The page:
A Love That Multiplies ~ The Duggar's New Book

by Hopewell

Regular readers of this blog know that I watch TLC’s “19 Kids and Counting–” a reality show featuring the family of Jim-B0b and Michelle Duggar. I make some people very happy with my blog posts on this family and get flames from others. Such is life!! So, when I spotted a used copy of their new book so I could “buy used and save the difference,” just like the Duggar’s recommend, I knew I’d have to review it here!

Like everything Duggar there is much to admire here: some good tips about listening to your children, listening to your spouse, spending time as a family, spending time in God’s word, gathering together with other believers, living debt free, controlling your anger, modeling good behavior, drawing close in times of crisis, and looking for learning opportunities all around you.

A Season of Re-Runs:

This book, however, does have a few flaws that need examining. First: repeat, repeat, repeat! Much of this book is a virtual transcript of several recent episodes of “19 Kids and Counting” (or it’s previous incarnations). If the reader has never seen an episode it might be new, but I doubt it. Like any politician, Jim-Bob “stays on message.” You can find nearly everything in this book in other radio or podcast interviews, newspaper or magazine stories or blog posts.

Another big problem is that this book, when not repeating everything said in the past, is a public relations exercise. Nearly everything the Duggars have ever been criticized for on message boards, blogs, in the press–it all gets “answered” here. Don’t expect any shocking answers! Jim-Bob stays on message. [Read more...]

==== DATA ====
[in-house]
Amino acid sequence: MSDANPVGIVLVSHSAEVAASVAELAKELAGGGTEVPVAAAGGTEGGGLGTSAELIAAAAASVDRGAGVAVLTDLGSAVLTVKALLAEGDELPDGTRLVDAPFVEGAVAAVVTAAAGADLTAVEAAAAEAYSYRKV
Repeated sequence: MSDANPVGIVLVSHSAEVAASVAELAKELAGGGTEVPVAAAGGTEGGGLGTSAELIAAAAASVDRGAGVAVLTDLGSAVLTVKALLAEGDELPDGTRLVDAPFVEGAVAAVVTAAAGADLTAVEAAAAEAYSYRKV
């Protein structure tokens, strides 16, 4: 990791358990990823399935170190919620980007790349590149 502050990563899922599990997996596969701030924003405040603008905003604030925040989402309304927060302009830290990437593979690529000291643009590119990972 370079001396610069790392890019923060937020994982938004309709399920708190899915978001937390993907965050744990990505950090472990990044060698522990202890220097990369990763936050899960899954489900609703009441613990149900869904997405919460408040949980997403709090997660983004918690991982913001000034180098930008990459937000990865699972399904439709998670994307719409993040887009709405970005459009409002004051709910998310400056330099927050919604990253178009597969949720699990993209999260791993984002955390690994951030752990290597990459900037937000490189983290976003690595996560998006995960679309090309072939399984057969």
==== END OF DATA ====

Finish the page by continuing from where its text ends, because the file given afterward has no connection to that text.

Sons of Patriarchy

by Libby Anne

Yes yes, I know I said it’s about the daughters, but it’s actually about the sons too, and here’s why: Christian Patriarchy may say its about creating the perfect godly family, but, at its heart, it’s about control. Yes, that sounds kind of harsh! Let me explain.

In Christian Patriarchy, parents don’t let their children grow up and leave and make their own decisions. Instead, parents seek to control their adult children. The system only works if everyone stays in their place and does as told. The moment there is an independent thought or contrary life goal, it all falls apart.

Where do the sons come into this? It’s simple. I have brothers, and while things have been much smoother for them than they were for me or my sister, it hasn’t all been fun and games. My mother disapproves of my oldest brother because he didn’t join the military. It says something about his character, apparently. This is small hat compared to the emotional manipulation another of my brothers has experienced because my parents don’t approve of his plans for his life. Why? Because he wants to join military the wrong type of military.

This is the point I am trying to make here: the sons of patriarchy, just like the daughters, will only be smiled on so long as they believe what their parents believe and do what their parents want them to do. As soon as they have an independent thought or a contrary life plan, it’s all over.

I do have one brother who is my parents’ golden boy. Why? Because he is doing everything my parents want, and leading exactly the life they want for him, down to his chosen career path and which college he is attending. I used to be like that, basking in the glow of my parents’ approval. And then I began changing my mind on doctrinal points they considered critical and told them “no” when they told me to break up with a young man they had decided was a bad influence. I went from golden girl to outcast in one single day.

The real irony here is that both of my parents broke with their parents when they began homeschooling us. Neither set of grandparents approved, but my parents said too bad. My parents weren’t raised this way, but rather left the beliefs of their parents and started out on their own. This is actually fairly common among the parents of Christian Patriarchy. Why, then, do they refuse to let their children think and act for themselves?

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Dispelled ~ One Girl’s Journey in a Home School Cult ~ Part 8: The Road to Freedom

Please note: The content contained herein does not necessarily reflect the values and opinions of the NLQ blog and its administrators.

by Chandra

It wasn’t until this past year, while speaking to my counselor, that she looked me in the eye and asked of me, “Did you ever think to call 911?”

Something like a tidal wave went through me. I still feel like I am picking up the pieces of that.

“No,” I replied. “It never even dawned on me.”